Bright Days Ahead (Les Beaux jours): Film Review
Fanny Ardant, Patrick Chesnais and Laurent Lafitte topline Marion Vernoux's story of a love affair between a man and a woman twice his age.
A former dentist having a late-life crisis finds comfort in the arms of a much younger man in Bright Days Ahead (Les Beaux jours), writer-director Marion Vernoux’s tender and terrifically cast coming-of-old-age dramedy. Starring Fanny Ardant as a soul-searching retiree, Laurent Lafitte as her pot-puffing beau, and the superb Patrick Chesnais as her mildly suspicious husband, this well-tempered love story gets a tad too airy in its third act, but otherwise provides a frank and endearing portrait of cross-generational relationships -- somewhere between the explicitness of Ulrich Seidl and the feel-goodness of Quartet and The Best Exotic Marigold Hotel.
Released locally by Le Pacte in mid-June, the film scored a promising 200,000 admissions it its opening week, and could very well become a summer box-office mainstay in France, with older audiences turning out in healthy numbers. Overseas, Days could travel beyond the usual Francophone circuits to selected art-house distributors, especially those who can smartly market it to the senior set.
Based on co-screenwriter Fanny Chesnel’s novel Une jeune fille aux cheveux blancs (A Young Girl with Gray Hair), the story follows the amorous travails of the recently retired Caroline (Ardant), who visits a nearby senior center -- named "Les Beaux jours," which is also the film’s French-language title -- where she’s supposed to partake in time-killing activities like ceramics and amateur theater. Instead, she finds a brand new hobby between the sheets with carefree ladies’ man, Julien (Lafitte), who teaches computer classes when he’s not bedding half the women in their small seaside town.
The initial courting scenes between the two are among the film’s strongest, with Ardant showcasing the charms that made her one of France’s most seductive stars in movies like Francois Truffaut’s Confidentially Yours and The Woman Next Door, while Comedie-Francaise troupe member Lafitte reveals a darker character than he’s played in recent hits like the cop caper On the Other Side of the Tracks.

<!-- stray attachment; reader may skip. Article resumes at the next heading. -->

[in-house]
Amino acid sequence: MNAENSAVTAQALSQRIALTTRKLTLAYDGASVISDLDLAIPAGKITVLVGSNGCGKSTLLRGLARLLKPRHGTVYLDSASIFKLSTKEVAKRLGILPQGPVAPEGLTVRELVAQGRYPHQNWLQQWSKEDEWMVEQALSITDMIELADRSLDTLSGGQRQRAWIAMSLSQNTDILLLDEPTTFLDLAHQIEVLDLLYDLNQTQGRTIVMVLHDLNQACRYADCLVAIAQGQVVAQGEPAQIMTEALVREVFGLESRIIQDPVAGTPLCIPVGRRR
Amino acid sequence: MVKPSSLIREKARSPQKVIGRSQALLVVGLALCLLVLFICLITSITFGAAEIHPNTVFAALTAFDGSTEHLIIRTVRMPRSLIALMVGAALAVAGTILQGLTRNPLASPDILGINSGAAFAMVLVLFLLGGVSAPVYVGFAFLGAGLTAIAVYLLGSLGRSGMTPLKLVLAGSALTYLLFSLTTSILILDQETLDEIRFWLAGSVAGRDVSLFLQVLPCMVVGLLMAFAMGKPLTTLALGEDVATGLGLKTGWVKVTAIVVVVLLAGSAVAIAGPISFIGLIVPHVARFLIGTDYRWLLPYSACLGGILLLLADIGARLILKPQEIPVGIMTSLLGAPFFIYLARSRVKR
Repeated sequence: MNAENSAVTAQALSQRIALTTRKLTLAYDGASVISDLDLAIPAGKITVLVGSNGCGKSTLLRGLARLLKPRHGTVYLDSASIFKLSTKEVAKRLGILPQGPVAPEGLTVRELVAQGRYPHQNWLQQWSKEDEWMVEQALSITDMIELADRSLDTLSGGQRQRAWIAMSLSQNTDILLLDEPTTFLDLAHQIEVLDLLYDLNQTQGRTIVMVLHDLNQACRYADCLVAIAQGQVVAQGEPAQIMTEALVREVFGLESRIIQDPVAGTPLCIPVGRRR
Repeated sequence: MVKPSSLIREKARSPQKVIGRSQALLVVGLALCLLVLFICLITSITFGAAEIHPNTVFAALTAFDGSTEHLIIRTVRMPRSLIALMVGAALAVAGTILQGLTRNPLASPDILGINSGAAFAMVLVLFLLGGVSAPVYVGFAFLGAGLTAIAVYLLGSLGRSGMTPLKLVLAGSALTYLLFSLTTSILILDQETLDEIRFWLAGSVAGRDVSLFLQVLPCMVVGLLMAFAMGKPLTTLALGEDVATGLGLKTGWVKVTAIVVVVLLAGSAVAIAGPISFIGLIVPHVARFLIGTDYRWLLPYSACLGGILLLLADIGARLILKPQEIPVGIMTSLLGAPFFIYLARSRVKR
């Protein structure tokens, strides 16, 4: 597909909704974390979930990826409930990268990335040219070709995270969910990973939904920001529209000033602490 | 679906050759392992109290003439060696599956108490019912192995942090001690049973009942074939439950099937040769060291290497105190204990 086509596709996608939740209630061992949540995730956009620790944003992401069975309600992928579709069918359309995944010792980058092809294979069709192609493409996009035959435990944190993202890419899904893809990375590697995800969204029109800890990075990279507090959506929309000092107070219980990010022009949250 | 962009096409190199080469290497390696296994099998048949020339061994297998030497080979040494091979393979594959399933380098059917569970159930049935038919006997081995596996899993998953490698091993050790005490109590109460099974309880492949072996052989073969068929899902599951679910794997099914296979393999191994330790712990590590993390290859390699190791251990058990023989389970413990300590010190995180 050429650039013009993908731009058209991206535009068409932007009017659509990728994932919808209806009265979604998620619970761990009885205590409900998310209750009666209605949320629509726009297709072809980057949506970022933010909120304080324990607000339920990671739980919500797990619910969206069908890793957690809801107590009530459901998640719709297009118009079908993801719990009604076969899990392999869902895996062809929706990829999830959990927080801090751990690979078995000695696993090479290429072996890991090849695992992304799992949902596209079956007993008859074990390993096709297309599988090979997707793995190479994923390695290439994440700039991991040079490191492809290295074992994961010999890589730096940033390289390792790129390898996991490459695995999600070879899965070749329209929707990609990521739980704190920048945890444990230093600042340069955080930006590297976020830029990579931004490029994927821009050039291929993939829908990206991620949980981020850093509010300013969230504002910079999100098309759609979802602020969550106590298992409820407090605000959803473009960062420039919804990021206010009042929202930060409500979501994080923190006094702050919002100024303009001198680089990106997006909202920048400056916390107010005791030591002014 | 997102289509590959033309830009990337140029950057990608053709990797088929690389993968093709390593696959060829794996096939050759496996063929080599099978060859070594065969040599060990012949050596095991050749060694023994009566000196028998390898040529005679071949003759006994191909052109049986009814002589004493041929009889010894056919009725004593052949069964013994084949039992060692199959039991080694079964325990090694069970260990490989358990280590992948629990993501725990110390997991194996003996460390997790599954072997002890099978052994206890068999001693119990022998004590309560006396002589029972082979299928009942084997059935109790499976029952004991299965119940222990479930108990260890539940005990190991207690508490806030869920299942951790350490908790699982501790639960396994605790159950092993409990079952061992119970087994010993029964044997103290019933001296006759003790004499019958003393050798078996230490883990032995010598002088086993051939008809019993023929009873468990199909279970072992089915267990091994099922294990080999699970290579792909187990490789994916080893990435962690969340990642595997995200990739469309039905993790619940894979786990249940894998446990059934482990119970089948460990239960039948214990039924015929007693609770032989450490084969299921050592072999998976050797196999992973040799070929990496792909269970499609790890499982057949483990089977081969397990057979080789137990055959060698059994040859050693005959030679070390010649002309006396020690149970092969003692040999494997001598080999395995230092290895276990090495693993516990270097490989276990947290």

Never outright explicit but racy none the same, the lovemaking soon becomes a regular routine between the two, with Caroline discovering newfound passion in her uneventful retirement, and Julien slowly growing attached to what was initially just another easy -- albeit significantly older -- lay. Meanwhile, Caroline begins to neglect her dentist spouse until he figures out something’s up, and the way that the excellent Chesnais (The Diving Bell and the Butterfly) portrays the cuckolded yet deeply understanding hubby is a study in intuition and restraint.
As things slide into the third act, the film heads in rather expected directions and winds up wrapping things up in a manner that seems all-too neat for such a host of messy lives. Still, as a whole, Bright Days Ahead remains an acute and endearing character study, and definitely one of the more convincing portraits of senior sex-and-love to come out in recent years.
Tech credits are classically polished, with cinematographer Nicolas Gaurin (Cold Showers) intimately capturing the Nord Pas-de-Calais locations, and Czech composer Quentin Sirjacq providing an emotionally infused score. A convincing cast of additional elders includes vets Jean-Francois Stevenin and Marie Riviere -- the latter of whom famously starred in Eric Rohmer’s classics The Aviator’s Wife and Summer.
Opens: June 19 (in France)
Production companies: Les Films du Kiosque, 27.11 Production
Cast: Fanny Ardant, Laurent Lafitte, Patrick Chesnais, Jean-Francois Stevenin, Marie Riviere
Director: Marion Vernoux
Screenwriter: Marion Vernoux, Fanny Chesnel, based on her novel Une jeune fille aux cheveux blancs
Producers: Francois Kraus, Denis Pineau-Valencienne, Juliette Favreul Renaud
Director of photography: Nicolas Gaurin
Production designer: Yann Dury
Costume designer: Marite Coutard
Music: Quentin Sirjacq
Editor: Benoit Quinon
Sales Agent: Le Pacte
No rating, 93 minutes